JOPLIN, Mo. —
A group promoting tax cuts in Missouri brought the author of the tax bill — along with spokesmen for tax cuts in Kansas and Oklahoma — to a Joplin forum on Thursday night.
“It’s a tale of three states, and Missouri is losing out,” said Carl Bearden, a former state representative who now heads United for Missouri’s Future.
The group is holding gatherings in different parts of the state, he said, to illustrate the need for Missouri tax cuts and to point to successes in other states that have lowered tax rates.
Only a handful of people attended the gathering at the Hilton Garden Inn. The audience included state Sens. Ron Richard of Joplin and Ed Emery of Lamar.
Among the speakers was Missouri Sen. Will Kraus, R-Lee’s Summit, chairman of the Senate Ways and Means Committee.
He said he proposed the tax cuts after looking at neighboring states that had lowered taxes and tax rates. The plan would cut individual income taxes and taxes on businesses, and replace some of that lost revenue with a sales tax increase.
The measure has passed the Senate, and Kraus said he hopes the House will debate a version of the bill next week, adding, “I hope we can get it to the governor by the end of the week.”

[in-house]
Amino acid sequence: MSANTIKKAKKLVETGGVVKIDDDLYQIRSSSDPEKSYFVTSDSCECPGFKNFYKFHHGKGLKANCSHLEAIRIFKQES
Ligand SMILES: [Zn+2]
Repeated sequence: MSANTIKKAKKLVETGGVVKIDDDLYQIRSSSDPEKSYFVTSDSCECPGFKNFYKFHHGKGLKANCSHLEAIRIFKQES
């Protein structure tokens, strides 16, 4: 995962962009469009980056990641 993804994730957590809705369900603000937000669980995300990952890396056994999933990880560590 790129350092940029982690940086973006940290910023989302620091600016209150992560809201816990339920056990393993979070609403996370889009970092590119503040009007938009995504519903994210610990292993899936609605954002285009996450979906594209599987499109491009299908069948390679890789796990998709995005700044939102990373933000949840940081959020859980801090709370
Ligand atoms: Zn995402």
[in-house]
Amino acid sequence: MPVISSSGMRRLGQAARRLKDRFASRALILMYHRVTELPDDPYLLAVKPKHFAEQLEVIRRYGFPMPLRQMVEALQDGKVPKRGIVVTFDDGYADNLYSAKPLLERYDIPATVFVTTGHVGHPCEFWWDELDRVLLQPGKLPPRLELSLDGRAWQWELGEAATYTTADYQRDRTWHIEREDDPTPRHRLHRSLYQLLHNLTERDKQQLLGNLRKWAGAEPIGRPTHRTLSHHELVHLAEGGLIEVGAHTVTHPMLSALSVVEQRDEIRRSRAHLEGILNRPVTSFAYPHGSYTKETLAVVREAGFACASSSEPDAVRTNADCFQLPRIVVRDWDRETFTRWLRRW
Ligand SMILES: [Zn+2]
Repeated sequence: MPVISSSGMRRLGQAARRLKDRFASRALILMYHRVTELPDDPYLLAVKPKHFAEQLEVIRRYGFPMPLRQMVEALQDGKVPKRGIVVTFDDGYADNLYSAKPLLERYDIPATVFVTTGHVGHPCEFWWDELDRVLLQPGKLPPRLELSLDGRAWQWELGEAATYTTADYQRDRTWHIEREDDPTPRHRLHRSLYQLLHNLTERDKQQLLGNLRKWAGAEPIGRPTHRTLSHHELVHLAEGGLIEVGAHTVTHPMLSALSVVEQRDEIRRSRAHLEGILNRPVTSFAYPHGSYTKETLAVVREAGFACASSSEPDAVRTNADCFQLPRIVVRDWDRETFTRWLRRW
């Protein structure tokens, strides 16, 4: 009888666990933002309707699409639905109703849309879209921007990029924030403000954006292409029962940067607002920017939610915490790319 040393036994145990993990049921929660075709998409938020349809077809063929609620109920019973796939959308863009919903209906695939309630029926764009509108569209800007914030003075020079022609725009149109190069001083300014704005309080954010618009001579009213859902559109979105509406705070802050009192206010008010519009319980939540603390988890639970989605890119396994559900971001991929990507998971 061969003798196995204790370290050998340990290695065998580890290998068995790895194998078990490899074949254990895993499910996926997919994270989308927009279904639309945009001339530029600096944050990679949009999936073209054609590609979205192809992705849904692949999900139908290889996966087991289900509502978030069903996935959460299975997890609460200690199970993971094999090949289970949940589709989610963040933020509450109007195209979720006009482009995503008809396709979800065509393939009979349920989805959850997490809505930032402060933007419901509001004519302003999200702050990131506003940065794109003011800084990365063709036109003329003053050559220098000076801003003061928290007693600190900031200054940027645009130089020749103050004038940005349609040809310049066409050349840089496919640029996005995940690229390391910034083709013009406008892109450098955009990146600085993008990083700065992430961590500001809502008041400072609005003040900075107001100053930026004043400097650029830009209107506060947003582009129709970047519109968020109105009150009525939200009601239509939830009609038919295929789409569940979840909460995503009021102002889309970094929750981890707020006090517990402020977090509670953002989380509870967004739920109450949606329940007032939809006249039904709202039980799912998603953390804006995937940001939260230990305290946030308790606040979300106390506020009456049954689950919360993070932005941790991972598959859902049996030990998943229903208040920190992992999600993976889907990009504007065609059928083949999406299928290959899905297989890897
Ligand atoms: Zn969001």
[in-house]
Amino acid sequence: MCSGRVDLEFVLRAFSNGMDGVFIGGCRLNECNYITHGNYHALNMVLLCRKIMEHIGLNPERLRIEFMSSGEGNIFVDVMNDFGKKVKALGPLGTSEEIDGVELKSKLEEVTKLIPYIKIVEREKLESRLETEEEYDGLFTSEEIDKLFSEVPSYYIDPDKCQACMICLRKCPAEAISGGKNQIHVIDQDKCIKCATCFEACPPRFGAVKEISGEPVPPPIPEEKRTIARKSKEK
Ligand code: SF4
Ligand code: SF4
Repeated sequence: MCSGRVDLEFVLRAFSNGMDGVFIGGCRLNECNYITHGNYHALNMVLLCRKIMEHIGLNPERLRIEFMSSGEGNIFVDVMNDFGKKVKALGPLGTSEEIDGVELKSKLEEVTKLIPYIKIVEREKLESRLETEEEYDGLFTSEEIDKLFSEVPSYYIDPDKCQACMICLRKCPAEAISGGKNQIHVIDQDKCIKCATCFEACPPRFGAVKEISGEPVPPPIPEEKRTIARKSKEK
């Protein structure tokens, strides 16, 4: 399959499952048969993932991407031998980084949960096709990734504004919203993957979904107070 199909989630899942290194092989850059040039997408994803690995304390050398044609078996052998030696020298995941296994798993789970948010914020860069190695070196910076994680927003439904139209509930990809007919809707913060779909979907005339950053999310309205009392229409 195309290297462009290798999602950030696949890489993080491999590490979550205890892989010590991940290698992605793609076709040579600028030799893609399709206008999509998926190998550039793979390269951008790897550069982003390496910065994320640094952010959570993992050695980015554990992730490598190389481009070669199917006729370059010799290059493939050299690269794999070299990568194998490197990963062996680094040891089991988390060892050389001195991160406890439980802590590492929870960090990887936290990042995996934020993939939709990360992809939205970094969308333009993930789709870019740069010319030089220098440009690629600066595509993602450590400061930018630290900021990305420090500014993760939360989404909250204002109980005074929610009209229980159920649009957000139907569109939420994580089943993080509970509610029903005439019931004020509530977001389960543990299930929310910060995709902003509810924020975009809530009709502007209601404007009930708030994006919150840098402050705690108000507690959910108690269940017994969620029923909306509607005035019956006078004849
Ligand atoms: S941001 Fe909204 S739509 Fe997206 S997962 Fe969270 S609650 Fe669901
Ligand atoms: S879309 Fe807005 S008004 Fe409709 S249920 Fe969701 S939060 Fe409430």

Bearden said the tax-cut plan is encountering opposition from those who fear cuts would translate to reduced revenues for state services. But, he said other states that have cut taxes are seeing revenue growth and attracting new jobs.
Nick Jordan, Kansas secretary of revenue, discussed Kansas tax cuts and other measures the state has taken in an effort to reverse population declines.
One step was to designate counties as rural opportunity zones where residents who relocated from out of state would not have to pay income taxes for the first five years. Graduating students who moved into the counties could get up to up to $15,000 of their college loans repaid.
“It’s become a great recruiting tool for hospitals, because so many had medical degrees,” Jordan said.
The income tax rate has been lowered and income tax eliminated for owners of some corporations. Jordan said Kansas had 15,000 new business filings last year, and state revenues have increased, despite predictions that they would decline.
Oklahoma began reducing its income tax rates in 2005, according to Dave Bond, of the Oklahoma Council on Public Affairs.
He said the rate has been cut twice since, and each time, state revenues have grown.
“Now, we have the highest tax revenues in state history,” he said.
Bearden said his group believes tax cuts would bring the same type of growth to Missouri.
“We believe what creates growth is more income for people,” he said.
THE TAX-CUT BILL sponsored by Sen. Will Kraus has drawn criticism from groups, including those that say it will reduce revenues for state needs including education.